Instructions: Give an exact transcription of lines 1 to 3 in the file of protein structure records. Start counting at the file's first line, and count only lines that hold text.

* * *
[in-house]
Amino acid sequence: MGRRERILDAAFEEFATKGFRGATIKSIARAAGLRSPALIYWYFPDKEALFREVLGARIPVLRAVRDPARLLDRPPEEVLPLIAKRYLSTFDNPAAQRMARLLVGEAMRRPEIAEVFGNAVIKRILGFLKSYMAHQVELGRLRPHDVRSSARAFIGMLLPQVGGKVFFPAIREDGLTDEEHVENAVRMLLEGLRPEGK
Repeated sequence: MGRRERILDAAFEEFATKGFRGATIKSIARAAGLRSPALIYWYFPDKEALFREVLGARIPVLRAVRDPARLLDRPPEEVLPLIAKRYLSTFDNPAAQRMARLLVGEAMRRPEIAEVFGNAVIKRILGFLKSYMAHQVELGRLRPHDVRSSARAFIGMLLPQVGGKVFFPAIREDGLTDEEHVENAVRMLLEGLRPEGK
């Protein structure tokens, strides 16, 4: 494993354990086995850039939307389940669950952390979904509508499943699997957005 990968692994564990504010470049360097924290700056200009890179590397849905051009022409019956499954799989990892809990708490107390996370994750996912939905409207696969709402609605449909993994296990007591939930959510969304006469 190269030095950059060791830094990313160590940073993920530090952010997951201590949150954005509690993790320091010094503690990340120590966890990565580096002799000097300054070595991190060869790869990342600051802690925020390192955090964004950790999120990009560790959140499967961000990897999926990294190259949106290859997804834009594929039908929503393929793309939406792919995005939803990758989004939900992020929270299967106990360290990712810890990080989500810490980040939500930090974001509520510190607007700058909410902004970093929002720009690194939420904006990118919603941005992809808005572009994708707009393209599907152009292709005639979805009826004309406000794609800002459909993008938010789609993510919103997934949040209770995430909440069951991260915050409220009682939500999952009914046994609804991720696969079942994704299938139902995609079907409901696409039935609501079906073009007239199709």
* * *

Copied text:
[in-house]
Amino acid sequence: MGRRERILDAAFEEFATKGFRGATIKSIARAAGLRSPALIYWYFPDKEALFREVLGARIPVLRAVRDPARLLDRPPEEVLPLIAKRYLSTFDNPAAQRMARLLVGEAMRRPEIAEVFGNAVIKRILGFLKSYMAHQVELGRLRPHDVRSSARAFIGMLLPQVGGKVFFPAIREDGLTDEEHVENAVRMLLEGLRPEGK
Repeated sequence: MGRRERILDAAFEEFATKGFRGATIKSIARAAGLRSPALIYWYFPDKEALFREVLGARIPVLRAVRDPARLLDRPPEEVLPLIAKRYLSTFDNPAAQRMARLLVGEAMRRPEIAEVFGNAVIKRILGFLKSYMAHQVELGRLRPHDVRSSARAFIGMLLPQVGGKVFFPAIREDGLTDEEHVENAVRMLLEGLRPEGK